Independent testing and third-party validation of application-specific and customer-required adhesive products are expected across the value chain. It is especially important to validate adhesive performance for the electronics industry. Adhesive manufacturers often provide the results of their own laboratory testing initially to the customer (then to a third-party laboratory) for validation.

When a customer doesn’t have internal laboratory resources to validate its suppliers’ research findings, it relies on a third-party laboratory (university or commercial testing facility) to provide a certified report validating materials, methods, and repeatable results. Meeting a military-grade requirement or MIL standard requires that both the supplier and its adhesive product be vetted by various U.S. Department of Defense agencies.


Pilot Runs on Customer Production Lines

Following the completion of pilot testing performed in its own laboratory, the adhesive manufacturer will scale up to run its formulation on its customer’s production line for a few hours. By agreeing to the pilot run, the OEM is, at minimum, trading off the cost of interrupted production time in exchange for an added layer of quality assurance: the newly specified adhesive product is validated as compatible with OEM production processes and substrates. The pilot run validates that the adhesive and bond characteristics perform according to the customer’s requirements and expectations, and that the application and curing dynamics are suitable.

If the pilot run on the OEM’s production line is deemed successful by all parties, the adhesive product will likely be purchased and fully implemented into production by the customer. If, however, the pilot run fails or complications arise, the supplier’s investment to date in acquiring the customer’s business is unnecessarily put at risk, should the customer opt to switch suppliers or substitute another adhesive product. Less measurable, but equally important, the adhesive manufacturer’s credibility may be called into question—not only by one customer, but by an entire end-use market.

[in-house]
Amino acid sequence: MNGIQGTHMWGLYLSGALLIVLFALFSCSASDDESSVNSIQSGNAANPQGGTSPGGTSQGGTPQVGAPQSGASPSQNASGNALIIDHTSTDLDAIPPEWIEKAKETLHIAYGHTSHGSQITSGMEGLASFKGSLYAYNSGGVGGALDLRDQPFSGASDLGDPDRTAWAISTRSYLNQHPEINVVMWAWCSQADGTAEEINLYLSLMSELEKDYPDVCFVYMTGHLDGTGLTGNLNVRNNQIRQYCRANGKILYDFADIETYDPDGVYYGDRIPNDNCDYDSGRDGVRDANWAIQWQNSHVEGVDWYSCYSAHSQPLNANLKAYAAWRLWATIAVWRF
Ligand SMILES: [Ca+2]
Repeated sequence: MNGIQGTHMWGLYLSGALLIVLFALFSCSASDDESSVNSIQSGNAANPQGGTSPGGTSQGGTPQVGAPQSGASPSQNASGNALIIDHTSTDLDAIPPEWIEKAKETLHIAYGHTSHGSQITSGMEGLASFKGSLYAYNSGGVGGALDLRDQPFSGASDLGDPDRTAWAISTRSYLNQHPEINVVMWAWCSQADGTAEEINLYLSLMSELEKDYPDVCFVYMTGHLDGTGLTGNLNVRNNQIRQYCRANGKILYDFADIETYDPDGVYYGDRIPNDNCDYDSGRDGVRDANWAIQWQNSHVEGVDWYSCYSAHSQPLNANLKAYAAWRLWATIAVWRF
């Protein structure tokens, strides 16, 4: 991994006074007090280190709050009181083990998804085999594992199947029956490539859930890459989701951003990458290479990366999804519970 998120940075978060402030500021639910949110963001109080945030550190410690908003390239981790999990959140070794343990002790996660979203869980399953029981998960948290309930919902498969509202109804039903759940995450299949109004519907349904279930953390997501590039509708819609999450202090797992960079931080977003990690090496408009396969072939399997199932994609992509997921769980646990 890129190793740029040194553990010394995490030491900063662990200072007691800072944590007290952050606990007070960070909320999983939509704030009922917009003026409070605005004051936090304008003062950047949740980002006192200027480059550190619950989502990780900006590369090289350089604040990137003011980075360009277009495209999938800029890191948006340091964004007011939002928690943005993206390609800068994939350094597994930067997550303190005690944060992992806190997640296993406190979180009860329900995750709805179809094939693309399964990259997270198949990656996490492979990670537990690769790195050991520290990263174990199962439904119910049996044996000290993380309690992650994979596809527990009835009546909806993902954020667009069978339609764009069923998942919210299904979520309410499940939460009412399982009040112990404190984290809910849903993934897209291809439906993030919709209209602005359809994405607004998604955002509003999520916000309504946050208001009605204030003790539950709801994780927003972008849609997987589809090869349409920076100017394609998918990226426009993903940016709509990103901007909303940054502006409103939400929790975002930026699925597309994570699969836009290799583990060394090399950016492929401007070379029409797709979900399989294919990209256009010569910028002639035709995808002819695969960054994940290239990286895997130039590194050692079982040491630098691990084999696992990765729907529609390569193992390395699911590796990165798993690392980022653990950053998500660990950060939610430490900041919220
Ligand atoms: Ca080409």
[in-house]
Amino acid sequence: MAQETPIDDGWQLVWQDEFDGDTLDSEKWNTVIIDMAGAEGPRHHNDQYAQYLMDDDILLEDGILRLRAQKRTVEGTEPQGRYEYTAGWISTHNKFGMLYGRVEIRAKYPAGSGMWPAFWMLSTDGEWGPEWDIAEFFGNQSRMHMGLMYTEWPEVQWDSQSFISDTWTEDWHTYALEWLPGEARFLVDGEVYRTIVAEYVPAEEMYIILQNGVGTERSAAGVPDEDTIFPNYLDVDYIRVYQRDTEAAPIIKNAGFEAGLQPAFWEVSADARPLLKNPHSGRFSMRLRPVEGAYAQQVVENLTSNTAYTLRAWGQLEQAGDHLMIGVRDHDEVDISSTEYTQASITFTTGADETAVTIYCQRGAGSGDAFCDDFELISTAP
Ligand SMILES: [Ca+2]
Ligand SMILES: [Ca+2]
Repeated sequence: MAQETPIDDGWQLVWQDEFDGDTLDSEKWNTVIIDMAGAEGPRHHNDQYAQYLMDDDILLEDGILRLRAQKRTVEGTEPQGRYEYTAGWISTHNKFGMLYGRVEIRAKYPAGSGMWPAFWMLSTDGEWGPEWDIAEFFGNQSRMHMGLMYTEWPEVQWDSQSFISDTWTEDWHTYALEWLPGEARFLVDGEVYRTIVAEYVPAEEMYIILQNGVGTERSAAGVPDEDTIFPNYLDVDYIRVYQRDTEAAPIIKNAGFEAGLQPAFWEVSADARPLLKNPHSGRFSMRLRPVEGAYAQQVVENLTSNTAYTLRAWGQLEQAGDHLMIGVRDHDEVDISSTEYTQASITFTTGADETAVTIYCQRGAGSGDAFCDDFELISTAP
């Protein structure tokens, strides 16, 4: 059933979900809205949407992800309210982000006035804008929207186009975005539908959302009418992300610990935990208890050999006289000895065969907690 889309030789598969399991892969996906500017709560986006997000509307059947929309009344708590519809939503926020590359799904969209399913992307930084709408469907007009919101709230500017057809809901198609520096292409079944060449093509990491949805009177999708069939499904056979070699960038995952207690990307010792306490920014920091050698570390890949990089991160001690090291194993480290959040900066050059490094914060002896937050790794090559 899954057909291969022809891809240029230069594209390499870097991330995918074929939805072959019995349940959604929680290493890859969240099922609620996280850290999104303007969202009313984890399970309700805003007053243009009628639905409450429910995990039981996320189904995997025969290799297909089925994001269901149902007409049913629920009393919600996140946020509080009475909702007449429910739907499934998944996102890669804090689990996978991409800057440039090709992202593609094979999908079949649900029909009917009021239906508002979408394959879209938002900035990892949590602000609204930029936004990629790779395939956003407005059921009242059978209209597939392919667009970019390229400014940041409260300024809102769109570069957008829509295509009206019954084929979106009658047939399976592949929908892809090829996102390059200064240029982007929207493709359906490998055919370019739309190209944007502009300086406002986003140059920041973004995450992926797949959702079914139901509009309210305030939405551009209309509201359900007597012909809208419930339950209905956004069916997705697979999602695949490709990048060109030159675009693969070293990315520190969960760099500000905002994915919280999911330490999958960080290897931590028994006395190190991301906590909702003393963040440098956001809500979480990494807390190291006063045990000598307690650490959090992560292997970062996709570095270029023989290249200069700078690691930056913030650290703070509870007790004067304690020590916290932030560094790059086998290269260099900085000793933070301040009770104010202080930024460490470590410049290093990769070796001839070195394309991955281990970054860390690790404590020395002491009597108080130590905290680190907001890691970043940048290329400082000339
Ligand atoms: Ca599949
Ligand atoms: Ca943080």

Mitigating these potential risks is one aspect of qualified third-party testing’s value proposition, particularly to the adhesive manufacturer. Ideally, the third party should have the ability and resources to conduct the pilot run in a testing environment that simulates the customer’s production line, equipment, and atmospheric conditions. How to best simulate a customer’s atmospheric conditions, as well as the criteria used, is central to obtaining a consistent, specification-driven bond with factory-applied adhesives. Not only do customers’ atmospheric conditions vary, but so do their application requirements for curing (fast vs. slow cure), short vs. long adhesive pot life, and customized and/or hybrid adhesive products. All third-party testing capabilities and laboratory equipment differ, which the customer has to factor in when pursuing third-party validation.


Temperature and Relative Humidity Effects

An adhesive’s application and curing dynamics are rarely quantified over a wide range of varying climactic conditions in a conventional laboratory setting, yet this information is critical to the final performance of the structural bond. Understanding the performance of adhesive products under the extreme humidity and temperature conditions experienced during application in a manufacturing plant located in the southern U.S. during the summer months, for example, is critical for consistent bonding results.